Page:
Part of today's training didn't go very well.

We worked on a passing pattern to mimic goal kicks. A combination of factors led to it going wrong, including some players that weren't able to meet the technical and tactical demands of the exercise, and the large numbers of players involved, combined with the fact that I'm one coach working with 14 U11 players at once.

It represented an over-estimation of my own coaching capacity, and the capacity of the players to execute. To make matters worse, in my training plan, I had an even more complicated progression written down. 

To fix my mistake, I first cut down on the time I had planned to spend on the exercise. I realized there wasn't much chance to salvage it at that point. Second, I skipped the progression, and simply ran back through the same pattern. Even though many of the players recognized that the exercise wasn't going well, I had to sort of 'sell' them on the idea of doing it again, without blaming them or lumping the pressure on them. The second repetition went much better, even if it was still a ways from being a part of an ideal session.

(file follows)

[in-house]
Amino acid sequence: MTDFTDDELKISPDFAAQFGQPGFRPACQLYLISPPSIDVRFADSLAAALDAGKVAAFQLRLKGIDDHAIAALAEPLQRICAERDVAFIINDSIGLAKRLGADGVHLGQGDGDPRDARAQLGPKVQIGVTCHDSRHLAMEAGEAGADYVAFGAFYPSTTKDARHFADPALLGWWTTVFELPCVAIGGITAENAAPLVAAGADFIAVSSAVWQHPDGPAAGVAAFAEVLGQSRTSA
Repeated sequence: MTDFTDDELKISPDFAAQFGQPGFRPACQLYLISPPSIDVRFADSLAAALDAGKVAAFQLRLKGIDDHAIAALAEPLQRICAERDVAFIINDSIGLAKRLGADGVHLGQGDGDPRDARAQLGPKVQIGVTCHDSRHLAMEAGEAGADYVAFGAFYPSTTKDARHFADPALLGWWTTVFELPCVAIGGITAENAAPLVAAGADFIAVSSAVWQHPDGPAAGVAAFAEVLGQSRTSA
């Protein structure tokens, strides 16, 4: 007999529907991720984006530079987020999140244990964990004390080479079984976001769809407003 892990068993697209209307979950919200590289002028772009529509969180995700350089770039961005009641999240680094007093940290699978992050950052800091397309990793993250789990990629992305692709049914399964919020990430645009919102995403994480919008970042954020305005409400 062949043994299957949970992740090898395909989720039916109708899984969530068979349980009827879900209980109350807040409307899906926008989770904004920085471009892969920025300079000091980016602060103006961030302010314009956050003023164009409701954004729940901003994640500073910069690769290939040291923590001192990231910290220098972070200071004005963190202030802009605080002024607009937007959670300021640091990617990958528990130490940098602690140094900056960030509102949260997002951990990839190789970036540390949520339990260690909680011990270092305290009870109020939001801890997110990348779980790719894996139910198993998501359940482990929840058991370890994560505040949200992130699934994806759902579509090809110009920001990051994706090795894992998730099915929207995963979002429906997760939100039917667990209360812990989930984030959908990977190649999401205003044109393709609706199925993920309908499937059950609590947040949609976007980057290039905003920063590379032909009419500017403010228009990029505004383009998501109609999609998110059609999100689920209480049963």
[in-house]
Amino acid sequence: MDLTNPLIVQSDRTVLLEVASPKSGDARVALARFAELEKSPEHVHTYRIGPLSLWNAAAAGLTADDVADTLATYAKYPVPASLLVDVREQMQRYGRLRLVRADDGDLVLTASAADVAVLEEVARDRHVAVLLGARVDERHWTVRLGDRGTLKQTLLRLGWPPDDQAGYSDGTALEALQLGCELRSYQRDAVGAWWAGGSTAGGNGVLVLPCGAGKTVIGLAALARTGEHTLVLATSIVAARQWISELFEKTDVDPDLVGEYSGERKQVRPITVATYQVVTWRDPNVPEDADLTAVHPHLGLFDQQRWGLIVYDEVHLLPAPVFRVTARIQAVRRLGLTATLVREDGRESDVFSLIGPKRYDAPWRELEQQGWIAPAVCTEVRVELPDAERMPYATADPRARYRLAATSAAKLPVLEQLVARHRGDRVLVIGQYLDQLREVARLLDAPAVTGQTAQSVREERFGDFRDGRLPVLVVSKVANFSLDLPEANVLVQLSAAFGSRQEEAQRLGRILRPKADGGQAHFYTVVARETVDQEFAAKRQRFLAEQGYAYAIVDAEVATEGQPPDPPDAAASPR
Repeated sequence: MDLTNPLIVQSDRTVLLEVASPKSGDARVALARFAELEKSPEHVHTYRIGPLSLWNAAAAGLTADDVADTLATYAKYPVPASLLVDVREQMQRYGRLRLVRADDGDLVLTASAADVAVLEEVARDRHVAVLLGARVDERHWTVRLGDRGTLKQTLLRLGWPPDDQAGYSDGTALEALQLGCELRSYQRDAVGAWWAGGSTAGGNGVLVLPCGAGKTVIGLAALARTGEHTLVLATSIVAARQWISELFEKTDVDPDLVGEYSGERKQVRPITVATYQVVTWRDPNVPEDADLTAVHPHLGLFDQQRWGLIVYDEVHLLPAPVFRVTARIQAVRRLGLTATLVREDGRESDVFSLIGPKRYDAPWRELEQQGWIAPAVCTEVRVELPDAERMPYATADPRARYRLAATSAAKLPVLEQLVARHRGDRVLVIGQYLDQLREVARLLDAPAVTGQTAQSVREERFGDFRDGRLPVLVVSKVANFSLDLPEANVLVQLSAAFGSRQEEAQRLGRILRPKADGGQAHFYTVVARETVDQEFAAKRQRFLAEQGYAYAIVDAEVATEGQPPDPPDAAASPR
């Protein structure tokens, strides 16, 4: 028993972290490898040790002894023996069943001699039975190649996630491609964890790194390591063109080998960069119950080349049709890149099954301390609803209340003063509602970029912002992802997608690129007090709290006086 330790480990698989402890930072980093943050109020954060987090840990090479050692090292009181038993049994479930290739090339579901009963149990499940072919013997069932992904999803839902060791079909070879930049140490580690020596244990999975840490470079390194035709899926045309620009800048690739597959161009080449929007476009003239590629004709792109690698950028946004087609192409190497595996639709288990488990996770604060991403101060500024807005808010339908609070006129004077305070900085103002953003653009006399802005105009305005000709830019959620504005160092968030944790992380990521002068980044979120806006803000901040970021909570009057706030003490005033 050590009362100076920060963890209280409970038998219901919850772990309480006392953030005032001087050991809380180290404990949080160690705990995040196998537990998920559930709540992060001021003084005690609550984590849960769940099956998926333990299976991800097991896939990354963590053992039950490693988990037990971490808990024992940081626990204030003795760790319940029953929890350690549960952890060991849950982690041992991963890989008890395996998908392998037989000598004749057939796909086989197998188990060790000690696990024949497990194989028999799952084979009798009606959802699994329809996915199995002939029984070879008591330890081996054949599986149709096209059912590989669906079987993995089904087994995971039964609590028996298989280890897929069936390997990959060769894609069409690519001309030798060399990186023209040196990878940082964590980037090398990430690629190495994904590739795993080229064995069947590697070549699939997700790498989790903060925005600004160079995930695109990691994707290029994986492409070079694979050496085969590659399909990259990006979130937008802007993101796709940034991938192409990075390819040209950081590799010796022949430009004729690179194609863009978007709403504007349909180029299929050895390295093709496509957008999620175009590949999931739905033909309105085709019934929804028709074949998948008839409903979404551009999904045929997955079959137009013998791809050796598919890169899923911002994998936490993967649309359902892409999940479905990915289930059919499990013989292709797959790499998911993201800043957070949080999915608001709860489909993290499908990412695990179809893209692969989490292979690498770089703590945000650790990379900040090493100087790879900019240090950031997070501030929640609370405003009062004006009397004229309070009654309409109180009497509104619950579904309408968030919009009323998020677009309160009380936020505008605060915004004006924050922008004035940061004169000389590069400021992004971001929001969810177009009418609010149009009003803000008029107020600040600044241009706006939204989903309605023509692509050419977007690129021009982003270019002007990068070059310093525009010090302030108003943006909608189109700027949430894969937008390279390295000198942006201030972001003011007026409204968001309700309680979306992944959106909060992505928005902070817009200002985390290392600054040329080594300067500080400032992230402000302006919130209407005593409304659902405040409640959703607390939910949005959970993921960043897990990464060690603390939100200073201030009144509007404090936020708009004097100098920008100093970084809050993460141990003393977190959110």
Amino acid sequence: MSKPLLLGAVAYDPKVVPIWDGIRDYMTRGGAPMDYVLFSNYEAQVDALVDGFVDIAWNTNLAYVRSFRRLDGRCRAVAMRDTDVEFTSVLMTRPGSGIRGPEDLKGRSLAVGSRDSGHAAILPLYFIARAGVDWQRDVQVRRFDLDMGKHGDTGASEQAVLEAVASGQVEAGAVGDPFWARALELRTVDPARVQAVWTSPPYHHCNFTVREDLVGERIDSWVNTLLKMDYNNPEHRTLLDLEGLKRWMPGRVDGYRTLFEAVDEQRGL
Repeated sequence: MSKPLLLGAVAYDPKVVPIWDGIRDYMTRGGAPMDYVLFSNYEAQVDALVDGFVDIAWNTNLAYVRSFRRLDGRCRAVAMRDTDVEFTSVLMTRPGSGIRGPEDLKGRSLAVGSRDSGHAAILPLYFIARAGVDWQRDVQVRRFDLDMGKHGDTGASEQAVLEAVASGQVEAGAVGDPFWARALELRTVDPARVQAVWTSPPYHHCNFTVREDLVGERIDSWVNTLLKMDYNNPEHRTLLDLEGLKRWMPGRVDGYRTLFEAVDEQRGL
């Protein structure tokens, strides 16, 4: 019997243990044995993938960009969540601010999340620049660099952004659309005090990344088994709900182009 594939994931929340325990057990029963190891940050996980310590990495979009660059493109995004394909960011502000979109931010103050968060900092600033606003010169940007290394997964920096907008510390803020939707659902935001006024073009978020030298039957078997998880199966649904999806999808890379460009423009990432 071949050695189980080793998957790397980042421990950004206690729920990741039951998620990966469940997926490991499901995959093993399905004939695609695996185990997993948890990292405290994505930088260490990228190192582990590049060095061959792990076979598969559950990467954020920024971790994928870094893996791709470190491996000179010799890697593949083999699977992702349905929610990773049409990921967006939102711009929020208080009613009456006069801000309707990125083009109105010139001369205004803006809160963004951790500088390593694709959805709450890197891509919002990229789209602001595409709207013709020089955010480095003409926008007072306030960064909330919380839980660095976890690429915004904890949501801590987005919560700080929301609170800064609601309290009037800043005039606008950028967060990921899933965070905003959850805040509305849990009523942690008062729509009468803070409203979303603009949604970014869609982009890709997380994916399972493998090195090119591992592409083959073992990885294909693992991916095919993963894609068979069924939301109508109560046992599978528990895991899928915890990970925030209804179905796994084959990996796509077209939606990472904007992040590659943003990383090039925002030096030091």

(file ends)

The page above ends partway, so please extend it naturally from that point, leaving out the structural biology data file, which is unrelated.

Making mistakes is a part of the coaching process. I don't beat myself up about it like I used to, and I try to evaluate it without emotion. Yes, I made a mistake. Yes, certain factors out of my control were at play. All I can do is learn from my mistakes, and focus on the factors I CAN control. These types of mistakes give me valuable insight into the limits of my players, but ESPECIALLY, they show me my own limits and deficiencies as a coach. And those are much easier, and much more important, to correct.